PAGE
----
Bonus recipe! This one is exactly as written in my paternal grandmother's handwriting. I haven't tried it, and my parents don't remember him making it, but when I was a teenager, Grampie had converted a small shed into a smokehouse, so he probably made it to use up his salt-cured smoked herring. It's served as an appetizer with crackers, sometimes with cheese and another pickle. My maternal grandmother's father also made Solomon Gundy - which is emphatically not said "Solomon GRundy" like in the nursery rhyme.

Don's Solomon Gundy (pickled herring)

Cut herring into bits.
Soak overnight if salt.
Next day mix equal amounts of vinegar & sugar, enough to cover fish, in saucepan.
Add small bag of pickling spice & boil. Let cool; pour over fish after packing in bottles with layer of fish, layer of onions.

If this recipe is unclear, try this version. The history of Solomon Gundy is discussed here. You might be more familiar with Solomon Gundy as the spicy fish paste from Jamaica - same stuff, but with no sugar and more heat in the spice mix, and pureed.

This post belatedly fulfills Challenge 10 (from March) of the Canadian Food Experience project (also on Facebook) proposed by my friend Valerie Lugonja, who is a board member of Slow Food Edmonton. The project began June 7th, 2013. As we (participants) share our collective stories across the vastness of our Canadian landscape through our regional food experiences, we hope to bring global clarity to our Canadian culinary identity through the cadence of our concerted Canadian voice. Please join us.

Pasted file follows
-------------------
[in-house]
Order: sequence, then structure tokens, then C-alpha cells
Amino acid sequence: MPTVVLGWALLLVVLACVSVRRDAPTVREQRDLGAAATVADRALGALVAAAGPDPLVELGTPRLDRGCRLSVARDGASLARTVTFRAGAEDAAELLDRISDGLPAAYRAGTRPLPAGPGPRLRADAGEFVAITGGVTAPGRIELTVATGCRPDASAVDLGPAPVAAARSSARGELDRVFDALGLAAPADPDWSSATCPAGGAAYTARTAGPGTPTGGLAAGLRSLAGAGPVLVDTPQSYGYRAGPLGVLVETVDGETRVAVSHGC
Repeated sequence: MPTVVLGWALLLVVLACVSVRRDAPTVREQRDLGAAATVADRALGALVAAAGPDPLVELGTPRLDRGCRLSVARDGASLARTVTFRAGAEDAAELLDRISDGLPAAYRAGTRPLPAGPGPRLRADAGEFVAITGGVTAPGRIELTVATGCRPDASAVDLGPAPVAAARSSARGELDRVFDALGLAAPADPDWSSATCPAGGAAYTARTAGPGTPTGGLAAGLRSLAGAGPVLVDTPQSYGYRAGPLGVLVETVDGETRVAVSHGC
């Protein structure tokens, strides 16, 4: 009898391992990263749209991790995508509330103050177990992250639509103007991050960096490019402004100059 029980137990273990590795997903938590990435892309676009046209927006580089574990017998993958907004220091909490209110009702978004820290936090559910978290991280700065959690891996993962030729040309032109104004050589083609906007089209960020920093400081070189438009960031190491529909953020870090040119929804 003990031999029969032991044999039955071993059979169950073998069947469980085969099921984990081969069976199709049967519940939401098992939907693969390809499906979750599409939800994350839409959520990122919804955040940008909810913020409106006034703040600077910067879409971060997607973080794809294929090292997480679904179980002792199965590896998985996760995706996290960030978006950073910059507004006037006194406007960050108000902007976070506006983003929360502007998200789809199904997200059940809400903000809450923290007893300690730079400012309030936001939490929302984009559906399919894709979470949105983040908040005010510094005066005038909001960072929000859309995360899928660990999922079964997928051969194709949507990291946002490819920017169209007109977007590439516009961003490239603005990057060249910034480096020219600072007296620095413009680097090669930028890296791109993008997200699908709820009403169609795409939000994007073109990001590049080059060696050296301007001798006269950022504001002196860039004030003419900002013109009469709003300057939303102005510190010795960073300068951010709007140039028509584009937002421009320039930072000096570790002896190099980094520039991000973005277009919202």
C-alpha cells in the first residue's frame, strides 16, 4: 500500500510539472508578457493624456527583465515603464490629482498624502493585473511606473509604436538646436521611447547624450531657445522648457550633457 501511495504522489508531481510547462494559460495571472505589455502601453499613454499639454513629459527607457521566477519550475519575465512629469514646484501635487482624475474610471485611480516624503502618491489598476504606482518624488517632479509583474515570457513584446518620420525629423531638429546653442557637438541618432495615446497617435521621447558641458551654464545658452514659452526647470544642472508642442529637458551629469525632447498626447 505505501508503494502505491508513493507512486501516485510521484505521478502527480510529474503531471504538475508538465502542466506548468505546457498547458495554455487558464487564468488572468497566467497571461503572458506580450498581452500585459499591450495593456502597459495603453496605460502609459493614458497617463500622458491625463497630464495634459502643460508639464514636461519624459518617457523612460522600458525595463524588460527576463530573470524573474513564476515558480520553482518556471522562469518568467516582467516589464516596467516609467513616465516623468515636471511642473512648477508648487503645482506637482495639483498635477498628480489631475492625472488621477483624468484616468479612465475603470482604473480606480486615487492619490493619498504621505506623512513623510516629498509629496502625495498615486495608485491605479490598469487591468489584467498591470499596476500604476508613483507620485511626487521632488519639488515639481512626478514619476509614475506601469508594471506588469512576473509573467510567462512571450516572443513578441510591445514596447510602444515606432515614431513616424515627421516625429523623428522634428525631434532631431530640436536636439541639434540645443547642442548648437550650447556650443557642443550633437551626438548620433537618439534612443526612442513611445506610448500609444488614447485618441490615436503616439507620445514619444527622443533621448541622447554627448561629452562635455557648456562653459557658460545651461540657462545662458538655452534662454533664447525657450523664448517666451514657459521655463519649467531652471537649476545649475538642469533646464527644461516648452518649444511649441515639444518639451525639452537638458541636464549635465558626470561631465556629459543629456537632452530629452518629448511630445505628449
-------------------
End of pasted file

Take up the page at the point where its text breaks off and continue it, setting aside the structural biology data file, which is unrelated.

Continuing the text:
Monday, April 7, 2014

Slow Textiles: A Toothbrush-Rug / Naalbinding Bowl

I'm figuring out how to do naalbinding! Old skool! It started with a lesson in "toothbrush rug" making from my friend Nadine, who taught herself using this great tutorial


Getting started, March 7th.
So called because the large flat needle used has been typically whittled from the handle of an old toothbrush for the past few decades, this rag-rugmaking method is actually a scaled-up rag-yarn version of a technique that predates knitting and crochet, and would have been used by my own ancestors beginning in the early medieval period when the Vikings began settling in the British Isles.